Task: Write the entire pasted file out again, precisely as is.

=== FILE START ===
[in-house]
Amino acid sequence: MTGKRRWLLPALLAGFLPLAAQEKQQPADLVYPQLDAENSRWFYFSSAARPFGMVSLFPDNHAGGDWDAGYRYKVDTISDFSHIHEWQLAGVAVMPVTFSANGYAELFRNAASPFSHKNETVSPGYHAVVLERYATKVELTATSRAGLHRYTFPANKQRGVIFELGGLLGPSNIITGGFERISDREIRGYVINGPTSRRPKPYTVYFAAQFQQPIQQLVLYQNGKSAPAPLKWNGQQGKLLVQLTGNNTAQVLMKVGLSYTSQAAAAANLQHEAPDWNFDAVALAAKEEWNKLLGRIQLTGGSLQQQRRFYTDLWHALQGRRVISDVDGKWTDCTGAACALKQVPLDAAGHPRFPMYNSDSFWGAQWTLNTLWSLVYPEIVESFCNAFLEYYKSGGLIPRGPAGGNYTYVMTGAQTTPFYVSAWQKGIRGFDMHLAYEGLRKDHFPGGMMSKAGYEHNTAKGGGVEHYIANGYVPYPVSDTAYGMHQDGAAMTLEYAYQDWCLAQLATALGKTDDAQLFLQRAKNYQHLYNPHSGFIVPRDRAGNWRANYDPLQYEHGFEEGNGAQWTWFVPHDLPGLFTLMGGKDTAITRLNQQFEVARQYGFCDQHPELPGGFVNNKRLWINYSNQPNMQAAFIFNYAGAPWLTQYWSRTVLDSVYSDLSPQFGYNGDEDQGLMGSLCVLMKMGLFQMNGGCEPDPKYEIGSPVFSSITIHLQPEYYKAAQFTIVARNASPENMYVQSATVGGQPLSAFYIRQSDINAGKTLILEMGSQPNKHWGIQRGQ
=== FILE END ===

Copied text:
[in-house]
Amino acid sequence: MTGKRRWLLPALLAGFLPLAAQEKQQPADLVYPQLDAENSRWFYFSSAARPFGMVSLFPDNHAGGDWDAGYRYKVDTISDFSHIHEWQLAGVAVMPVTFSANGYAELFRNAASPFSHKNETVSPGYHAVVLERYATKVELTATSRAGLHRYTFPANKQRGVIFELGGLLGPSNIITGGFERISDREIRGYVINGPTSRRPKPYTVYFAAQFQQPIQQLVLYQNGKSAPAPLKWNGQQGKLLVQLTGNNTAQVLMKVGLSYTSQAAAAANLQHEAPDWNFDAVALAAKEEWNKLLGRIQLTGGSLQQQRRFYTDLWHALQGRRVISDVDGKWTDCTGAACALKQVPLDAAGHPRFPMYNSDSFWGAQWTLNTLWSLVYPEIVESFCNAFLEYYKSGGLIPRGPAGGNYTYVMTGAQTTPFYVSAWQKGIRGFDMHLAYEGLRKDHFPGGMMSKAGYEHNTAKGGGVEHYIANGYVPYPVSDTAYGMHQDGAAMTLEYAYQDWCLAQLATALGKTDDAQLFLQRAKNYQHLYNPHSGFIVPRDRAGNWRANYDPLQYEHGFEEGNGAQWTWFVPHDLPGLFTLMGGKDTAITRLNQQFEVARQYGFCDQHPELPGGFVNNKRLWINYSNQPNMQAAFIFNYAGAPWLTQYWSRTVLDSVYSDLSPQFGYNGDEDQGLMGSLCVLMKMGLFQMNGGCEPDPKYEIGSPVFSSITIHLQPEYYKAAQFTIVARNASPENMYVQSATVGGQPLSAFYIRQSDINAGKTLILEMGSQPNKHWGIQRGQ